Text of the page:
Even if you plan on processing your audio after a delay or reverb effects, make sure to do those activities before noise reduction. Otherwise, you may end up losing the tails from your reverbs and echoes.

What Cables Can I Use to Connect to an Effects Loop

Use standard instrument cables to connect your pedals to your effects loop, the same type used to connect your guitar to your amplifier. If all you’re going to do is connect a reverb pedal or an EQ and leave it on all the time, then short patch cables will do the trick. If you’d like to leave a pedal sitting in or next to your amplifier, a short cable can help.

If you’re having a lot of pedals, I would suggest getting another set of instrument cables.

What Else Can you do With an Effects Loop

There are other handy uses for an effects loop besides running pedals. You can bypass the effects strip for a pure signal when you plug your guitar directly into the effects return. It will give you a cleaner, unaltered sound that is much easier to work with.

So, you want a small tone with a higher power? Well, if you use the send effects on one amp and the return effects on another then you take the preamp tones from the smaller amp and put them through its more powerful section.

Place an amp on the ground. This can produce a solid, crunchy sound that some guitarists prefer, but it must always be connected to a speaker cabinet in order to emit sound.

Effects Loop vs Front of Amp

Unfortunately, as a lot of players have discovered, today’s amplifiers are capable of producing incredible sound and giving players the proper drive feel. But most make the mistake of putting all their pedal effects into the front of the amp.

The main difference between the effects loop and the front of the amp is that not all pedals work the same with either connection method. Some time-based pedals will sound better in the effects loop, in front of the amp for some types of sound like distortion or overdrive.

If you’re running a lot of high-gain pedals, try changing your amplifier’s settings to soften their harsh signals. It’ll transform the distortion!

It also distorts the original guitar signal, as well as filters some of the frequencies.

This would be disastrous if you were running clean and distorted pedals on the same amp. Your chorus pedal won’t sound as good because it’s been affected by the distorting effect of your distortion pedal.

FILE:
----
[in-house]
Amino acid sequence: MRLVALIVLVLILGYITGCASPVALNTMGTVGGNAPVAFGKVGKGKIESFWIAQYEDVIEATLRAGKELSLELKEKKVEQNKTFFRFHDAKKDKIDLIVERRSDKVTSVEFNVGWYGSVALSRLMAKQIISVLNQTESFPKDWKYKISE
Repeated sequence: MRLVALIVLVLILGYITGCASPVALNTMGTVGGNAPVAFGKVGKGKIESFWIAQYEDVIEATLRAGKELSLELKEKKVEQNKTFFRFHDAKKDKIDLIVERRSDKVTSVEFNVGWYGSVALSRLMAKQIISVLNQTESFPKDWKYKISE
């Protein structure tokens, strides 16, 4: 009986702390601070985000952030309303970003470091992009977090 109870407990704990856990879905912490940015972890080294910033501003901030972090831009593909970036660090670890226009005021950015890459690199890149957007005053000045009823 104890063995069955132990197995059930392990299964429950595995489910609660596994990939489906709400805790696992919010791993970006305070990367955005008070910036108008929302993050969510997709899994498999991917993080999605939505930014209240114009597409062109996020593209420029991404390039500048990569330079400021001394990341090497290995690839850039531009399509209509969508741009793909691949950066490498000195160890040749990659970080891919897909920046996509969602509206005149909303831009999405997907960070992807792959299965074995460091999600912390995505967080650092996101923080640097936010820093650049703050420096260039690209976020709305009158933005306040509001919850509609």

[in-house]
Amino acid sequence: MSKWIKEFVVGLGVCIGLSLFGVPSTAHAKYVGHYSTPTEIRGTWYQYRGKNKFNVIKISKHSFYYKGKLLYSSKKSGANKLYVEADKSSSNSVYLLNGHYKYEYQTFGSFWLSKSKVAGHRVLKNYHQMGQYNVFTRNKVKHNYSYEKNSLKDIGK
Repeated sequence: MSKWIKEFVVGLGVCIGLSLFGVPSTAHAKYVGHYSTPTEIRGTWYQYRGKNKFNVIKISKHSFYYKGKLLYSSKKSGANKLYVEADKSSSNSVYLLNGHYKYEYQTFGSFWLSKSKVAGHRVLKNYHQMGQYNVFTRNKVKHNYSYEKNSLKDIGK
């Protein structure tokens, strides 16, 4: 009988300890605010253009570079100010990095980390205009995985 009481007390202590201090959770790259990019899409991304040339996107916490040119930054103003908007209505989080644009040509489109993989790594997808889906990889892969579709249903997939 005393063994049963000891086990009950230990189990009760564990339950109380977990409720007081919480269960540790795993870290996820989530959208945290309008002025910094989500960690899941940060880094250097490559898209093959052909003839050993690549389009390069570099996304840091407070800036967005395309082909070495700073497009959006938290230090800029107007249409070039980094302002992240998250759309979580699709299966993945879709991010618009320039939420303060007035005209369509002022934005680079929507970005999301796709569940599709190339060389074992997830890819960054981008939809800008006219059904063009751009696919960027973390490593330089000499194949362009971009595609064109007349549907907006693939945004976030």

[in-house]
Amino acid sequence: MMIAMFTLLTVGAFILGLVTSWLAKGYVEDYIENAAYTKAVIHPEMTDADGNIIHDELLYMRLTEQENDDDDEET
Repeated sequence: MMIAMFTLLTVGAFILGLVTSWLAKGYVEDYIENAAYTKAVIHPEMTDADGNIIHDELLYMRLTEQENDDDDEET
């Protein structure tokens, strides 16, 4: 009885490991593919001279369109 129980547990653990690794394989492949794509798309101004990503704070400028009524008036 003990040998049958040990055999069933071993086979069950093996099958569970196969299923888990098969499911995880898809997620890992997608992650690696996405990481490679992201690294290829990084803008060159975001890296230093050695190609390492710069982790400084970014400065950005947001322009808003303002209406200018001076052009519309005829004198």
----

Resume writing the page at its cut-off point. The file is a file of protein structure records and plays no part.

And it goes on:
Here, you can see what the electrical signals look like. On the left is a clean signal, which is normal for instruments, but the more dynamic one on the right is an artifact.

Clipping or distortion can be seen on a signal. When the input is clipped at either the top or bottom of a wave, the part of it that was clipped is effectively gone, as shown in this case.

So if the effects go into the overdriven channel past the preamp, it will cause them to be distorted beyond recognition.

Conclusion

Well, hopefully, that demystified the effects loop for you. If your amp has an effects loop, and you have a few extra instrument cables lying around, plug in and experiment! Find what works best for the sound you’re going for & the setup you prefer.

FAQ for How to use your Effects Loop

What is an Effects Loop?

An effects loop is a circuit that allows you to apply effects in real-time. It’s also known as a “effects send and return,” and it’s typically found on most amplifiers.

How do I use an Effects Loop?

An effects loop is a term used in electronic music production to describe a single or multiple effects units that are patched together.

The most common types of effects loops include:

  • A send/return loop sends the input signal to the effect and returns the output signal from the effect.
  • A patch bay, allows you to connect multiple pedals and other devices into one unit.